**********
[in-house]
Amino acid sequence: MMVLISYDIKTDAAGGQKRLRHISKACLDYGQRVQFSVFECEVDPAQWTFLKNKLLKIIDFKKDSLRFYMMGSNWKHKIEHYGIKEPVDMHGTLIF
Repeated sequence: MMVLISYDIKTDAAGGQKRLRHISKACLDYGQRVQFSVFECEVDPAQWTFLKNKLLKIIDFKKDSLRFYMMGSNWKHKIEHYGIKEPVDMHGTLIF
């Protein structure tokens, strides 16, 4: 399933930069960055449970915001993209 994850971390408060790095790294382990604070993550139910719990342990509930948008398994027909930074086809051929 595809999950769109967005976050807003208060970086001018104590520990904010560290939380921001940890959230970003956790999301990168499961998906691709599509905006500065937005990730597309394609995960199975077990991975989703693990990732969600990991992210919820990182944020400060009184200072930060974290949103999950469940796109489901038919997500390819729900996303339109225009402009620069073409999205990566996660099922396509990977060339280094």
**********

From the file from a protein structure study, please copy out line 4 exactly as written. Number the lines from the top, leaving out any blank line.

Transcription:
């Protein structure tokens, strides 16, 4: 399933930069960055449970915001993209 994850971390408060790095790294382990604070993550139910719990342990509930948008398994027909930074086809051929 595809999950769109967005976050807003208060970086001018104590520990904010560290939380921001940890959230970003956790999301990168499961998906691709599509905006500065937005990730597309394609995960199975077990991975989703693990990732969600990991992210919820990182944020400060009184200072930060974290949103999950469940796109489901038919997500390819729900996303339109225009402009620069073409999205990566996660099922396509990977060339280094």